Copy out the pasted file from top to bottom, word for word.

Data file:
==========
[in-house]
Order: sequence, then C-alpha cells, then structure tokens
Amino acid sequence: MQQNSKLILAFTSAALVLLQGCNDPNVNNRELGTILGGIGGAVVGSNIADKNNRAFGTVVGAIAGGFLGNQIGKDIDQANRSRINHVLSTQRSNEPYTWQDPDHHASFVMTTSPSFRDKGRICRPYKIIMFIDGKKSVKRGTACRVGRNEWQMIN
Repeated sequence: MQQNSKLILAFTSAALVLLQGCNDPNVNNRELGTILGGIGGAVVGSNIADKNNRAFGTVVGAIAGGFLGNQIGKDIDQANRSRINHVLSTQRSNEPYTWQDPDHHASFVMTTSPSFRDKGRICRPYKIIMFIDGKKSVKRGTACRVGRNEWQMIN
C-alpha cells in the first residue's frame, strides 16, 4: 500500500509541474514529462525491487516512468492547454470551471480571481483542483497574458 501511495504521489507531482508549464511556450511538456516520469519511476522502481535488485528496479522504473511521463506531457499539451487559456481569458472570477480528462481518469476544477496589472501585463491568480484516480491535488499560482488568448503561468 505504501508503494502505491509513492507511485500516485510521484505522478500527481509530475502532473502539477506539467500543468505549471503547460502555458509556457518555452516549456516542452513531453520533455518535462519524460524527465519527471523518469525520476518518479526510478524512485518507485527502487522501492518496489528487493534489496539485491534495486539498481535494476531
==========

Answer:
[in-house]
Order: sequence, then C-alpha cells, then structure tokens
Amino acid sequence: MQQNSKLILAFTSAALVLLQGCNDPNVNNRELGTILGGIGGAVVGSNIADKNNRAFGTVVGAIAGGFLGNQIGKDIDQANRSRINHVLSTQRSNEPYTWQDPDHHASFVMTTSPSFRDKGRICRPYKIIMFIDGKKSVKRGTACRVGRNEWQMIN
Repeated sequence: MQQNSKLILAFTSAALVLLQGCNDPNVNNRELGTILGGIGGAVVGSNIADKNNRAFGTVVGAIAGGFLGNQIGKDIDQANRSRINHVLSTQRSNEPYTWQDPDHHASFVMTTSPSFRDKGRICRPYKIIMFIDGKKSVKRGTACRVGRNEWQMIN
C-alpha cells in the first residue's frame, strides 16, 4: 500500500509541474514529462525491487516512468492547454470551471480571481483542483497574458 501511495504521489507531482508549464511556450511538456516520469519511476522502481535488485528496479522504473511521463506531457499539451487559456481569458472570477480528462481518469476544477496589472501585463491568480484516480491535488499560482488568448503561468 505504501508503494502505491509513492507511485500516485510521484505522478500527481509530475502532473502539477506539467500543468505549471503547460502555458509556457518555452516549456516542452513531453520533455518535462519524460524527465519527471523518469525520476518518479526510478524512485518507485527502487522501492518496489528487493534489496539485491534495486539498481535494476531